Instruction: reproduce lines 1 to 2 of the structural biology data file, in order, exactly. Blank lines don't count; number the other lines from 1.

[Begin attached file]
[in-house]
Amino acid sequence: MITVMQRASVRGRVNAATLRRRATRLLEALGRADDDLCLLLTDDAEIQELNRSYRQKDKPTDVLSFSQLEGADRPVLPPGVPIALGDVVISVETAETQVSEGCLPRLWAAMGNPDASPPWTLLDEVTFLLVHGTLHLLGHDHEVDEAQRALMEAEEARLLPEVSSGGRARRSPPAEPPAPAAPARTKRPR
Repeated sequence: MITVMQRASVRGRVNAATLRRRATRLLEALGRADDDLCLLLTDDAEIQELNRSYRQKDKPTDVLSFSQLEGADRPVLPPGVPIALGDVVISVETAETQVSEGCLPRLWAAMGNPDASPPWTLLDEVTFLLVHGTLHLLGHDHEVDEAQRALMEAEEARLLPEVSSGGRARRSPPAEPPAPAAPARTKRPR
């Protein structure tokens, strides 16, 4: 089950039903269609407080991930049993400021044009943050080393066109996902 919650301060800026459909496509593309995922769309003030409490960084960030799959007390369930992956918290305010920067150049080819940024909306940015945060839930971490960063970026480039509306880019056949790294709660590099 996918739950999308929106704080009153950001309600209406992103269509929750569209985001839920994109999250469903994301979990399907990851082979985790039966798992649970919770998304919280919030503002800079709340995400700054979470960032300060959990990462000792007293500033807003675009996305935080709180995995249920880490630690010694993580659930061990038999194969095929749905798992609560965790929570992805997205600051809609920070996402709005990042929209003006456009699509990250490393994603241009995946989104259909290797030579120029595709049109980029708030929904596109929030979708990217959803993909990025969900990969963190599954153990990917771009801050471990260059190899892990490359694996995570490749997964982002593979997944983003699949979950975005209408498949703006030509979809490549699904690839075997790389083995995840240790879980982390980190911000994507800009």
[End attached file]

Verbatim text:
[in-house]
Amino acid sequence: MITVMQRASVRGRVNAATLRRRATRLLEALGRADDDLCLLLTDDAEIQELNRSYRQKDKPTDVLSFSQLEGADRPVLPPGVPIALGDVVISVETAETQVSEGCLPRLWAAMGNPDASPPWTLLDEVTFLLVHGTLHLLGHDHEVDEAQRALMEAEEARLLPEVSSGGRARRSPPAEPPAPAAPARTKRPR